No matter if you are eighteen and just finished school or sixty-five and recently retired, you will have records that you will need to keep. Some records will need to be kept for longer periods of time than others are.
Knowing what to keep, how to keep it and what to throw out can help you eliminate clutter. Also, having your important records handy is also important in case of an emergency or a life-changing event.
Keeping your Tax Returns
Of course, one of the first things you will have is your tax return. The last three years of tax returns should be kept on file in an accessible place. After that time, you may wish to destroy your returns; don’t just throw them out. Remember that your tax returns contain some of your vital information, such as your mailing address and your social security number. You do not want that information lying around in this day and age so make sure that you store them securely in your home.
Your receipts and financial records associated with your tax return should be organized and kept with that year’s respective return. If for some reason the IRS audits you, you will have everything handy in one place. Having these records organized at home will save you time in having to request them from your tax professional or accountant if the need arises to have a copy of them quickly. If it is necessary to keep receipts and financial records in another location, then make sure you have copies of these receipts with the tax return.
A good tip on keeping receipts is to make copies of them on an actual copy machine such as a Xerox or Mita. This is especially imperative for any thermo-paper receipt that you have. The impression on thermo paper, which nearly every retailer uses now a days, will faded off in one to six months, literally leaving you with a blank or difficult to read receipt. Also, store these receipts in a cool dry place, as heat will make them appear burned or turn them black making them completely illegible.
If you have receipts that have been created using carbon, make sure that your copy is legible and dark enough to be read after some handling. Remember that most carbon styled receipts will “crinkle” or turn dark when folded or creased so store them flat in a cool dry place. These receipts will also turn dark if exposed to too much heat, rendering them illegible.
Having everything in one place will also be useful if you are being audited in more than one year. Tax returns can be destroyed after three years, but keep in mind that if the IRS finds something amiss in your current tax return, they can go back farther than three years to audit if they suspect fraud.
Keeping your records straight will benefit you immensely in the long run. It will aide in keeping clutter down, expedite finding them in a pinch and save you time and money requesting copies. Remember to also have other important documents, such as birth certificates and life insurance policies stored safely and securely as well. You never know when you might need them.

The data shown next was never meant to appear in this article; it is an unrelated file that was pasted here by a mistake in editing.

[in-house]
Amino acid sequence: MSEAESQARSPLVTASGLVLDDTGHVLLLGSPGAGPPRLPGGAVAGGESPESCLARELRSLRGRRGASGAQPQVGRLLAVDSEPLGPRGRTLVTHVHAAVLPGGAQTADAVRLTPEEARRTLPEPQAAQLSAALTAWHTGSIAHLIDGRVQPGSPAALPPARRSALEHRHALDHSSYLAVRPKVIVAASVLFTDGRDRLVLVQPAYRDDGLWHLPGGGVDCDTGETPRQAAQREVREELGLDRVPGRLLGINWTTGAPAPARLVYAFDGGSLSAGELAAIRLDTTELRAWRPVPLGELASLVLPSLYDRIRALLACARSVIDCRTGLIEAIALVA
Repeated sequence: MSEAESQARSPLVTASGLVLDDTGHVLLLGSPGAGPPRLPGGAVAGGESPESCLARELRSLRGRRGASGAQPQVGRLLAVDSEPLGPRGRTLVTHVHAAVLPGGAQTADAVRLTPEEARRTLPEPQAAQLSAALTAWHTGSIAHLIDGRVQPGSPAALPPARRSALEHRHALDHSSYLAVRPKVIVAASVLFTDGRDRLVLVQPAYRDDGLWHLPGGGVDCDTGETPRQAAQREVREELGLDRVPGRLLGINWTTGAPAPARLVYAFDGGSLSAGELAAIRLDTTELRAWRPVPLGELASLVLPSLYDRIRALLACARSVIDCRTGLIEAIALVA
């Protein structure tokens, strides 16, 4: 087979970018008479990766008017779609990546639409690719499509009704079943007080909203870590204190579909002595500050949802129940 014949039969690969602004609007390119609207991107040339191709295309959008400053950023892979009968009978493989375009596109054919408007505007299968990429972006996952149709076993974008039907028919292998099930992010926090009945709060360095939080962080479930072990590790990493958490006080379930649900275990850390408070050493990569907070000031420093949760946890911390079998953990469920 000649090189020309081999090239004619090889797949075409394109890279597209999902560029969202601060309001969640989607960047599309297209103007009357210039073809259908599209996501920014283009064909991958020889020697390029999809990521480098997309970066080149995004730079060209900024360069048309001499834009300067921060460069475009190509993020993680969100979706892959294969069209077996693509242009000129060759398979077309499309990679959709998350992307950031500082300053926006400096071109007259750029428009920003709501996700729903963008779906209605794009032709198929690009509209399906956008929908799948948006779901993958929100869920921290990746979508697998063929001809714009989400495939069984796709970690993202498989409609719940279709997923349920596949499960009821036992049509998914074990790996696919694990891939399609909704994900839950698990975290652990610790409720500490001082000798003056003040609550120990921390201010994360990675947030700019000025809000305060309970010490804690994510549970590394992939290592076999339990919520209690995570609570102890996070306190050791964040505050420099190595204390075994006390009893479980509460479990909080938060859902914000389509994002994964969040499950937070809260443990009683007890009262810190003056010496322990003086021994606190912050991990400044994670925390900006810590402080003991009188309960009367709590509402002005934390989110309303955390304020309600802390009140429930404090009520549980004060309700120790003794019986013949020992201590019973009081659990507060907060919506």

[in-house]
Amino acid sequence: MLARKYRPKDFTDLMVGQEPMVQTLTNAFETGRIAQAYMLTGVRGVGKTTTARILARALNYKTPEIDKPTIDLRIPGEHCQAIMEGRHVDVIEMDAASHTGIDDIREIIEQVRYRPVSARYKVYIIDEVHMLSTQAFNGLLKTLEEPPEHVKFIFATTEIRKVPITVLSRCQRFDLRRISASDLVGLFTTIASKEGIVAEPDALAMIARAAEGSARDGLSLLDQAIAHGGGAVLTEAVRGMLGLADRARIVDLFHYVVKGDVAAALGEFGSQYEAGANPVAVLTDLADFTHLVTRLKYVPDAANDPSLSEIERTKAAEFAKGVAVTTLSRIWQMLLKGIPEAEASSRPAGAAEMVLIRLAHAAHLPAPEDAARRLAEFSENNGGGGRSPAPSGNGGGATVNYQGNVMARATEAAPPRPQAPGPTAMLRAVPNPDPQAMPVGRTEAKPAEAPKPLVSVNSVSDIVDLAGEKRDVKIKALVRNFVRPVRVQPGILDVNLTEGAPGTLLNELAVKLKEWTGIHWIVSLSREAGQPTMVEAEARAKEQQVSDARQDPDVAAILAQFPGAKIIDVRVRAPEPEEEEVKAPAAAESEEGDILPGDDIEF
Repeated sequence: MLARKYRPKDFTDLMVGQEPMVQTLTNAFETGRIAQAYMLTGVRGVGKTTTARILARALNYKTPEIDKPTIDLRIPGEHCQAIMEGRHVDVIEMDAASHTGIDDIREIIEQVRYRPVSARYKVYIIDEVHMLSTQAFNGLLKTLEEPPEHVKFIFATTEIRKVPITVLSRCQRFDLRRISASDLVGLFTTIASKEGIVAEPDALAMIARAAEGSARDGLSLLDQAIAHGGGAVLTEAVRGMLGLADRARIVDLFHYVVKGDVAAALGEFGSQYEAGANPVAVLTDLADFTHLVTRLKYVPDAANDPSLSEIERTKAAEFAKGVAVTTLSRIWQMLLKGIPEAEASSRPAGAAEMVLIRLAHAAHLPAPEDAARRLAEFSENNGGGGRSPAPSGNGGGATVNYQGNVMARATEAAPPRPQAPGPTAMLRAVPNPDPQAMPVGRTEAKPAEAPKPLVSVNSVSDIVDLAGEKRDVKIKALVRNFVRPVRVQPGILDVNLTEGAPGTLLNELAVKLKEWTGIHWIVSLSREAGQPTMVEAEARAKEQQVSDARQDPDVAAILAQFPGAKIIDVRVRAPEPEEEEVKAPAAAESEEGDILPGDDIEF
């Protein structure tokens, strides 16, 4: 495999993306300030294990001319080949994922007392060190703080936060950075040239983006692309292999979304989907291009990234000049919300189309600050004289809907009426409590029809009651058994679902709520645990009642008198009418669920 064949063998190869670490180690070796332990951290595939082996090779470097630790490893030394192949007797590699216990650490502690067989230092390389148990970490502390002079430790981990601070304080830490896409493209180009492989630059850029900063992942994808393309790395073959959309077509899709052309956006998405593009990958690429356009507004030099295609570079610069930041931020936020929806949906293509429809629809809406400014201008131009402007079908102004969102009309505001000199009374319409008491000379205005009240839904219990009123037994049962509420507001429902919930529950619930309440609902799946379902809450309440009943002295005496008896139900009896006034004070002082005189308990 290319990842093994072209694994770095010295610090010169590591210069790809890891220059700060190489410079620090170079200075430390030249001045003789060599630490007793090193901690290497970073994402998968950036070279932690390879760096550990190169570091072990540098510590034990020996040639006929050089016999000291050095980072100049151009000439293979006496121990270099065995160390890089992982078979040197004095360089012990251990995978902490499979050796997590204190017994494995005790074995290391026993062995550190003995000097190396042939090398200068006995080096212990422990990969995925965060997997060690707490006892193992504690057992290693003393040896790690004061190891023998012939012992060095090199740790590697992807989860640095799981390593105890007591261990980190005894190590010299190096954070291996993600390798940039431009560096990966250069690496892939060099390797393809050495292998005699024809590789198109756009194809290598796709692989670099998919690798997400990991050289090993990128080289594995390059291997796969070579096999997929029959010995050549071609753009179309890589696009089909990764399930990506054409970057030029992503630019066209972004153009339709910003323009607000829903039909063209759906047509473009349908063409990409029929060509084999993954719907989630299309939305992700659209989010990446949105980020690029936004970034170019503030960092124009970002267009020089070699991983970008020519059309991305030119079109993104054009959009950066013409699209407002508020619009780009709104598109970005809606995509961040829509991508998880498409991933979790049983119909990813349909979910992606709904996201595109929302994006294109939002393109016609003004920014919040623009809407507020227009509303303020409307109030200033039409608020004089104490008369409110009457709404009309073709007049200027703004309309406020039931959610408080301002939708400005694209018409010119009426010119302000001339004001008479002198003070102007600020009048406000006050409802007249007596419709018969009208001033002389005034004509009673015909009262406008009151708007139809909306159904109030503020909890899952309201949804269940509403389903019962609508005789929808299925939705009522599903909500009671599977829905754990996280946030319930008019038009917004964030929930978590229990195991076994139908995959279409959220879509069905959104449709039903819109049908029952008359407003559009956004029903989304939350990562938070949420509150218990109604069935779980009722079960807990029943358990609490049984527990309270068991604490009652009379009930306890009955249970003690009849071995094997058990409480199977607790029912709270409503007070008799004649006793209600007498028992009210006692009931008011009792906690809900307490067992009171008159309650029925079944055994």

Tax Planning for the Entrepreneur or Small Business
There is a certain excitement in the starting of a business. Everything is new, or new to you, and there is so much to do and to complete. There are bills to pay, supplies to order, accounts to balance, staff to train, and taxes to pay.
If you have recently started your own business, be it accounting or zoological consulting, you are required to report your income to the Federal government, and most often to your state and local government. There is a wealth of information out there on self employment, working from home, running small businesses – but not much is ever really said about taxes for the sole proprietor.
Depending on your residency, you may be responsible for city, county, and state income taxes as well as sales taxes. You will need to contact your local government in regards to the rates and time frames in which these taxes need to be paid. Keep in mind that different areas have different controlling bodies and therefore may also have different tax rates. If you conduct business in more than one location, you may need to be informed of the different tax structures in those areas.
Federal income taxes are required on all worldwide income and that includes self-employment income. If you work for someone who pays you cash, keep in mind that “under the table” does not mean tax-free. There is no such thing as under the table income. If you work for yourself, you will be required to keep track of your income and expenses. These are both reportable on the Schedule C form from the IRS.